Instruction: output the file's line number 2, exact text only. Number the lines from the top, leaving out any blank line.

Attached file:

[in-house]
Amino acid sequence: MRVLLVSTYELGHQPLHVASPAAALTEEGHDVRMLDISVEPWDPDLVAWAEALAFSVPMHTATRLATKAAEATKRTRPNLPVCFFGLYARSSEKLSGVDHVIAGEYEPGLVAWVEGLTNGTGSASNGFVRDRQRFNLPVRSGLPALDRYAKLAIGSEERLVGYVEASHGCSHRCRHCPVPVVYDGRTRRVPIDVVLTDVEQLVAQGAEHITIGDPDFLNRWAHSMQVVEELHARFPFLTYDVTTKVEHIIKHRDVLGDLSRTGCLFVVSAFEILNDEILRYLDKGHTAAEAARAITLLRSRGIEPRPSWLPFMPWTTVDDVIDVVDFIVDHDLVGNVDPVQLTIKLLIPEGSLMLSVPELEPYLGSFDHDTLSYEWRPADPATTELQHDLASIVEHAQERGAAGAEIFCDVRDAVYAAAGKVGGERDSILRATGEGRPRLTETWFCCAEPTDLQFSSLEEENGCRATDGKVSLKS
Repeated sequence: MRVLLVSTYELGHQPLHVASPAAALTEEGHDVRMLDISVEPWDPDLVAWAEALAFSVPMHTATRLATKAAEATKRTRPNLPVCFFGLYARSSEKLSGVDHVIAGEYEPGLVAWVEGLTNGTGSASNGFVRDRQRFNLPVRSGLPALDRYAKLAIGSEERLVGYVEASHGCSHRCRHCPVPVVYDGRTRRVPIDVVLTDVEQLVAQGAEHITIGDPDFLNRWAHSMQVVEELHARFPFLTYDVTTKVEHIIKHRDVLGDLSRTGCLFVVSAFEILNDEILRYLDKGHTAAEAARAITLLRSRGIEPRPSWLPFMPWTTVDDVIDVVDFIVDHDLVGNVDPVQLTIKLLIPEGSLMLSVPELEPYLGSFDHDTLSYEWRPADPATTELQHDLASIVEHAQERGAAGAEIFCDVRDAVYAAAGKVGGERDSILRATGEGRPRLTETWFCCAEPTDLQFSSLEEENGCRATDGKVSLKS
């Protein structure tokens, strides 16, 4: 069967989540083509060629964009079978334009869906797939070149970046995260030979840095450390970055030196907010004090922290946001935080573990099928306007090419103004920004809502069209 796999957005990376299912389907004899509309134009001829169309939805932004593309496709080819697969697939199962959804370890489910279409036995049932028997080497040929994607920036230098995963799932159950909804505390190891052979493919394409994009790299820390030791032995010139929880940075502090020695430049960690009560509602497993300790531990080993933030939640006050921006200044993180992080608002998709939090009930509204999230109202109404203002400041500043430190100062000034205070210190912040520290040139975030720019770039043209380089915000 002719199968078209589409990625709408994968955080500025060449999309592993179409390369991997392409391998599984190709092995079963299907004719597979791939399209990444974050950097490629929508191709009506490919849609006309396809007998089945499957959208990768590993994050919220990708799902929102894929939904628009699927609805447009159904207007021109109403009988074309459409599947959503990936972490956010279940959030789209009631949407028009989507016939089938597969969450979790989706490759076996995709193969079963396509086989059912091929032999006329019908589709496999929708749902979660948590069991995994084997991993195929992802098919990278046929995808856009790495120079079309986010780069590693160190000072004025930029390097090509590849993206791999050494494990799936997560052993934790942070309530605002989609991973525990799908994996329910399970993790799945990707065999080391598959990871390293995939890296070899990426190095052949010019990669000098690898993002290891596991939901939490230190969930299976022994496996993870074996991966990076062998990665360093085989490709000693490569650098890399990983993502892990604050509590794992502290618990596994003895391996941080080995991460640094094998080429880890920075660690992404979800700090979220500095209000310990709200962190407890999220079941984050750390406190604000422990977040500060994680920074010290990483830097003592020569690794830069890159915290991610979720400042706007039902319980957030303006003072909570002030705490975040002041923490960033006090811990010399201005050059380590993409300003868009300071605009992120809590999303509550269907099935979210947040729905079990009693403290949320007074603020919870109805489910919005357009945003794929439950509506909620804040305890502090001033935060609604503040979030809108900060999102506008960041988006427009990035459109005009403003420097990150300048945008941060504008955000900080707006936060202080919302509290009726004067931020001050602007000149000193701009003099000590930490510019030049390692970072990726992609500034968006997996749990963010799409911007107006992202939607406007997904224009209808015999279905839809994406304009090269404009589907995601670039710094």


Amino acid sequence: MRVLLVSTYELGHQPLHVASPAAALTEEGHDVRMLDISVEPWDPDLVAWAEALAFSVPMHTATRLATKAAEATKRTRPNLPVCFFGLYARSSEKLSGVDHVIAGEYEPGLVAWVEGLTNGTGSASNGFVRDRQRFNLPVRSGLPALDRYAKLAIGSEERLVGYVEASHGCSHRCRHCPVPVVYDGRTRRVPIDVVLTDVEQLVAQGAEHITIGDPDFLNRWAHSMQVVEELHARFPFLTYDVTTKVEHIIKHRDVLGDLSRTGCLFVVSAFEILNDEILRYLDKGHTAAEAARAITLLRSRGIEPRPSWLPFMPWTTVDDVIDVVDFIVDHDLVGNVDPVQLTIKLLIPEGSLMLSVPELEPYLGSFDHDTLSYEWRPADPATTELQHDLASIVEHAQERGAAGAEIFCDVRDAVYAAAGKVGGERDSILRATGEGRPRLTETWFCCAEPTDLQFSSLEEENGCRATDGKVSLKS